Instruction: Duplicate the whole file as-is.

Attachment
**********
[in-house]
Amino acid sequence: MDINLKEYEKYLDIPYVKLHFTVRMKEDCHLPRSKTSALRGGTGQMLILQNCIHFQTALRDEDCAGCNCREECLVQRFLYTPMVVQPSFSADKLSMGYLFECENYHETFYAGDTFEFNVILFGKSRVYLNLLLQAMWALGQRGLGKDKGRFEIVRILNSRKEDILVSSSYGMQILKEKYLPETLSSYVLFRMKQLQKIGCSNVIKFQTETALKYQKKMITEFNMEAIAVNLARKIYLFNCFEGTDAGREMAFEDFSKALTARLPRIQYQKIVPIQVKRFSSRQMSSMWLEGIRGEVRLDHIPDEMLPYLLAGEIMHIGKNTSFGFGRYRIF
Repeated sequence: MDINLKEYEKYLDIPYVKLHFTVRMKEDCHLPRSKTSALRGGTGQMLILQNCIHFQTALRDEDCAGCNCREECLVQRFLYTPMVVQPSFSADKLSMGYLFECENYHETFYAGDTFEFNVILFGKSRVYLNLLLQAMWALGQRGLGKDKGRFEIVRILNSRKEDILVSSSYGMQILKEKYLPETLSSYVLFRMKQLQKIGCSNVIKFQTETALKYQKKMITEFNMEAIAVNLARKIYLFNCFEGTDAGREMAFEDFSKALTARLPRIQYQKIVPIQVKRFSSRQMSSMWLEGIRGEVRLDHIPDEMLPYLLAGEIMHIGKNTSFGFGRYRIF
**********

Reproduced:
[in-house]
Amino acid sequence: MDINLKEYEKYLDIPYVKLHFTVRMKEDCHLPRSKTSALRGGTGQMLILQNCIHFQTALRDEDCAGCNCREECLVQRFLYTPMVVQPSFSADKLSMGYLFECENYHETFYAGDTFEFNVILFGKSRVYLNLLLQAMWALGQRGLGKDKGRFEIVRILNSRKEDILVSSSYGMQILKEKYLPETLSSYVLFRMKQLQKIGCSNVIKFQTETALKYQKKMITEFNMEAIAVNLARKIYLFNCFEGTDAGREMAFEDFSKALTARLPRIQYQKIVPIQVKRFSSRQMSSMWLEGIRGEVRLDHIPDEMLPYLLAGEIMHIGKNTSFGFGRYRIF
Repeated sequence: MDINLKEYEKYLDIPYVKLHFTVRMKEDCHLPRSKTSALRGGTGQMLILQNCIHFQTALRDEDCAGCNCREECLVQRFLYTPMVVQPSFSADKLSMGYLFECENYHETFYAGDTFEFNVILFGKSRVYLNLLLQAMWALGQRGLGKDKGRFEIVRILNSRKEDILVSSSYGMQILKEKYLPETLSSYVLFRMKQLQKIGCSNVIKFQTETALKYQKKMITEFNMEAIAVNLARKIYLFNCFEGTDAGREMAFEDFSKALTARLPRIQYQKIVPIQVKRFSSRQMSSMWLEGIRGEVRLDHIPDEMLPYLLAGEIMHIGKNTSFGFGRYRIF